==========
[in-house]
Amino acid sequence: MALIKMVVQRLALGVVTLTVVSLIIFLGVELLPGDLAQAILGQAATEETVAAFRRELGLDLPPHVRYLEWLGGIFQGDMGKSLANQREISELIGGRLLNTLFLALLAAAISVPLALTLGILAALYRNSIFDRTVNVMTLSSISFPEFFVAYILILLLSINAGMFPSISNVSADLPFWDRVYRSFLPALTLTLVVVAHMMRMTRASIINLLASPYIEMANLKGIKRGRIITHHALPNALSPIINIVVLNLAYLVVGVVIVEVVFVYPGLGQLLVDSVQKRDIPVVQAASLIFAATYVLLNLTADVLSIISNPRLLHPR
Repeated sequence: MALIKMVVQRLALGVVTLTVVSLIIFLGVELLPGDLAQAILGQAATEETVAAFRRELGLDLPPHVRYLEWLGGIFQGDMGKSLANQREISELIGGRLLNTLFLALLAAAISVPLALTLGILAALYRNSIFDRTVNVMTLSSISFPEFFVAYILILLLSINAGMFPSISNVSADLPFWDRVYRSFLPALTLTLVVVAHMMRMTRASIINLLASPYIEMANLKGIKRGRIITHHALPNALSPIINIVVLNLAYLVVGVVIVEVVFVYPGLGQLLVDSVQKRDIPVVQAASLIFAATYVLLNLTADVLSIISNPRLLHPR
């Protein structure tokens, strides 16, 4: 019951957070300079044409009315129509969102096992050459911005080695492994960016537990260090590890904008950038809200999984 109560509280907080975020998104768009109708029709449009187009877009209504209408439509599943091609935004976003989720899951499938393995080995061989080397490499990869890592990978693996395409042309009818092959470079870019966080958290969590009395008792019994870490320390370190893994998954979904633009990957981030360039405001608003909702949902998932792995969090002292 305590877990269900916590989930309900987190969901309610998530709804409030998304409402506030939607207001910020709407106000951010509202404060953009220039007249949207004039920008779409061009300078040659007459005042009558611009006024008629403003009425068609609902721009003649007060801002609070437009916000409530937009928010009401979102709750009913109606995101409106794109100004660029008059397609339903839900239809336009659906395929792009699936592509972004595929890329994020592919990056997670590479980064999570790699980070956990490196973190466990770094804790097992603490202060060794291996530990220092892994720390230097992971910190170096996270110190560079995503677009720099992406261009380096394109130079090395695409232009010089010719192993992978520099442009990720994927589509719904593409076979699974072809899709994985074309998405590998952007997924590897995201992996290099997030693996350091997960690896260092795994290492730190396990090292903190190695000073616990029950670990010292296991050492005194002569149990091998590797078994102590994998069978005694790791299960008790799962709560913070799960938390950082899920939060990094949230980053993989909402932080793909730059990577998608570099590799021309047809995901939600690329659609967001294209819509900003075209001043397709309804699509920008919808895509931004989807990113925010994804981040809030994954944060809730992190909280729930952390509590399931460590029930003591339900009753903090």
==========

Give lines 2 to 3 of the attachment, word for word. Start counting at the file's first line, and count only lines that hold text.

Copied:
Amino acid sequence: MALIKMVVQRLALGVVTLTVVSLIIFLGVELLPGDLAQAILGQAATEETVAAFRRELGLDLPPHVRYLEWLGGIFQGDMGKSLANQREISELIGGRLLNTLFLALLAAAISVPLALTLGILAALYRNSIFDRTVNVMTLSSISFPEFFVAYILILLLSINAGMFPSISNVSADLPFWDRVYRSFLPALTLTLVVVAHMMRMTRASIINLLASPYIEMANLKGIKRGRIITHHALPNALSPIINIVVLNLAYLVVGVVIVEVVFVYPGLGQLLVDSVQKRDIPVVQAASLIFAATYVLLNLTADVLSIISNPRLLHPR
Repeated sequence: MALIKMVVQRLALGVVTLTVVSLIIFLGVELLPGDLAQAILGQAATEETVAAFRRELGLDLPPHVRYLEWLGGIFQGDMGKSLANQREISELIGGRLLNTLFLALLAAAISVPLALTLGILAALYRNSIFDRTVNVMTLSSISFPEFFVAYILILLLSINAGMFPSISNVSADLPFWDRVYRSFLPALTLTLVVVAHMMRMTRASIINLLASPYIEMANLKGIKRGRIITHHALPNALSPIINIVVLNLAYLVVGVVIVEVVFVYPGLGQLLVDSVQKRDIPVVQAASLIFAATYVLLNLTADVLSIISNPRLLHPR